Since our government does very little to help women acquire educations and jobs, women with children find it almost impossible to support themselves and their children if they do muster up the courage to leave their husbands. They fear that if they leave, their children will not have everything they might need or want because of lack of income. They fear that their children will have to be brought up in a dangerous neighborhood because they will not be able to afford housing in a safe neighborhood. They fear that if taken to court, their children might be taken away from them. But in reality, if their husbands beat them, they will probably beat the children as well. Women are often placed with the role of protector of the children because of this women are often blamed if the child gets mistreated, or sexually abused. Somehow, even though it is men who are doing the abusing, women are still to blame.
Sexual abuse of children has to be the worst and most scaring abuse possible. How someone could view a child as an object of sexual desire disgusts me. People who were abused as children often carry their scars with them throughout the rest of their lives. They learned quite well that there is no one they can trust, and that they are worthless and unloved. The sad thing is that they often express a lot of blame and anger toward themselves for what happened. “As survivors, [they] often blame [themselves] long after the abuse has ended – for not saying no, for not fighting back, for telling or not telling, for having been “seductive,” for having trusted the abuser. Often there is no way to confirm that someone treated [them] cruelly and that this abuse was devastating to [them].” (170 OBO). Sexual abuse of children is the most perverse action possible. It should be punished with the highest consequences; yet, most cases of child abuse are not believed and go unreported. Freud discovered in the late 1800’s that most cases of hysteria in women stemmed from an uncle or father having touched them sexually while they were children. Yet he covered it up to hide the fact that his own father raped his sister. Society has known about child sexual abuse for a very long time and has only covered it up, never trying to stop or prevent it.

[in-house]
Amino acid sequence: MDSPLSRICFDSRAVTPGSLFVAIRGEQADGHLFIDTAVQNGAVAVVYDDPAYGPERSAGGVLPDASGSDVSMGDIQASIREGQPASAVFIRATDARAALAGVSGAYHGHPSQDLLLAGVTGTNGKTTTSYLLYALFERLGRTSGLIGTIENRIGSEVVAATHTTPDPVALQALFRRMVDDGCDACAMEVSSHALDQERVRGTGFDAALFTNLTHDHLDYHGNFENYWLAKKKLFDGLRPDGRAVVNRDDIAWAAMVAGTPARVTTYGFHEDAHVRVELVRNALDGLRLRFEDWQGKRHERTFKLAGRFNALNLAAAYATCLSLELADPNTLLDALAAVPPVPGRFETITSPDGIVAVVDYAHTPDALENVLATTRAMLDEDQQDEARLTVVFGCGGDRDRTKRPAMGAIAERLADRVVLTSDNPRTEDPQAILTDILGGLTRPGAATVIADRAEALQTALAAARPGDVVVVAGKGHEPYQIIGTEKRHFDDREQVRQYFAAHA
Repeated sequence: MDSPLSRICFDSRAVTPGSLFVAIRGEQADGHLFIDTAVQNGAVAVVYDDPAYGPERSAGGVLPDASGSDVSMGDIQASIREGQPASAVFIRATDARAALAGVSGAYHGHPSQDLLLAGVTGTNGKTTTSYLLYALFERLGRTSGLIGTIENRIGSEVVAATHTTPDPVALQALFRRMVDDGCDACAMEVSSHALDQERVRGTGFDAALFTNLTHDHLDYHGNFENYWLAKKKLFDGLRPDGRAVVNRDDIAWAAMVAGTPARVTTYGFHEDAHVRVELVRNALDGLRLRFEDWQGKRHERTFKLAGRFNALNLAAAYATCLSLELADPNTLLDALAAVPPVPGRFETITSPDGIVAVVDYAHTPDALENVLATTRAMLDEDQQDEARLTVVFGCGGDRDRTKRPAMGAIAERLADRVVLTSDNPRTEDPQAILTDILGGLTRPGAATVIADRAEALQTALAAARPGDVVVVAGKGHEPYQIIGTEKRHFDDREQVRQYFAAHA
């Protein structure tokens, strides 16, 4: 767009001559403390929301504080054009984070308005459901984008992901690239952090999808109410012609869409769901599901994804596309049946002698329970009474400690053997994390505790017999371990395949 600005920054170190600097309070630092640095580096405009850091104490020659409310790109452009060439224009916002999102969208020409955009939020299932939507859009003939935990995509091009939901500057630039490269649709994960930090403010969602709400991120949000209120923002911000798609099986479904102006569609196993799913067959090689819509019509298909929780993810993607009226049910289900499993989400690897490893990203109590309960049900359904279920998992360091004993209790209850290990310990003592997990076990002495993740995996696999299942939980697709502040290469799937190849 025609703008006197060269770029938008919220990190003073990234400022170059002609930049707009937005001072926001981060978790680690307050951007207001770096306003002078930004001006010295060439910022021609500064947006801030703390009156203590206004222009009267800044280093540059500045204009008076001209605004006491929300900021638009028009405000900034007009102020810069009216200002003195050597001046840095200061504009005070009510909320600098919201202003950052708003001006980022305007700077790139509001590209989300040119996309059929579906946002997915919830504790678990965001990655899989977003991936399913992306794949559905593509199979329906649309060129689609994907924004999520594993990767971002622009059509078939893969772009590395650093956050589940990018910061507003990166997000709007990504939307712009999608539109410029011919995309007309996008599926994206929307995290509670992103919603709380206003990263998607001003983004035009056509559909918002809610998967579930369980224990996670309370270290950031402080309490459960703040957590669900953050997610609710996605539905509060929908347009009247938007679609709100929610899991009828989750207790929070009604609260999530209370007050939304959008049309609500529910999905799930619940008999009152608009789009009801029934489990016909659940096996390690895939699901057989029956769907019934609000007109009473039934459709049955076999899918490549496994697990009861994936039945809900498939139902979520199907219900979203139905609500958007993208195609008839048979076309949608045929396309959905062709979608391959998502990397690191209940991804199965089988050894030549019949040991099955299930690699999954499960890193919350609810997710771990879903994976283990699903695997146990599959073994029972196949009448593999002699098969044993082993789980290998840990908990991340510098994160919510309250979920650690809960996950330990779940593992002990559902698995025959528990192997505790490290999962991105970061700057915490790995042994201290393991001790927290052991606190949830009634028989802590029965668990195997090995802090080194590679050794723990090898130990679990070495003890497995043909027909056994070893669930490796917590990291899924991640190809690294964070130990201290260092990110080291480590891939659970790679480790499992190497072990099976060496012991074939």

Personally, I have thankfully never been raped. I was brought up in a very sheltered environment and I honestly barely realize how sick our world is until taking this class. I realized that I had a fear whenever I was alone at night, and that I got yelled at by my parents whenever they found out that I spent a lot of time outside alone. I did not realize how often women get rapped, and how much at risk I really am at all times. Yet I have always been afraid. I am afraid to drink anything at parties because there could be roofies slipped into them (170 OBO). I feel the need to carry knifes when I walk alone. I am afraid of being alone with men that I do not know. Although I know that this fear will probably save me from getting raped, I hate that I have to feel it. I hate that fear is necessary to survive as a woman. Rape: the All-American Crime by Susan Griffin describes how I was taught about rape perfectly (469 WIR). I have always been told that all men are evil and only want one thing. Yet I also always believed that rapists were abnormal. I realize now that rapists are taught to be that way, yet I have not found any way to console my fear of getting raped.
I stated previously, all women are united by this fear of rape, regardless of their social status. As sick as rape is, it can bring women together. In the poem Friday Night by Linda Hogan, two women of completely different background are brought together through the one woman’s sadness (442 WIR). It never states whether that woman was raped or beaten, but you get a feeling that those events occurred. The other woman understands her sadness, and they are brought together because of it. They both understand that they are different people with different backgrounds but it does not matter.
Rape is used to hold women back, to make us afraid to achieve. But instead of letting rape beat us down, we should use it to unite together. Perhaps one day all females can forget our differences and be united by our fear of rape and rise up to abolish it. Only through accepting our differences and using them will we ever be able to finally change society.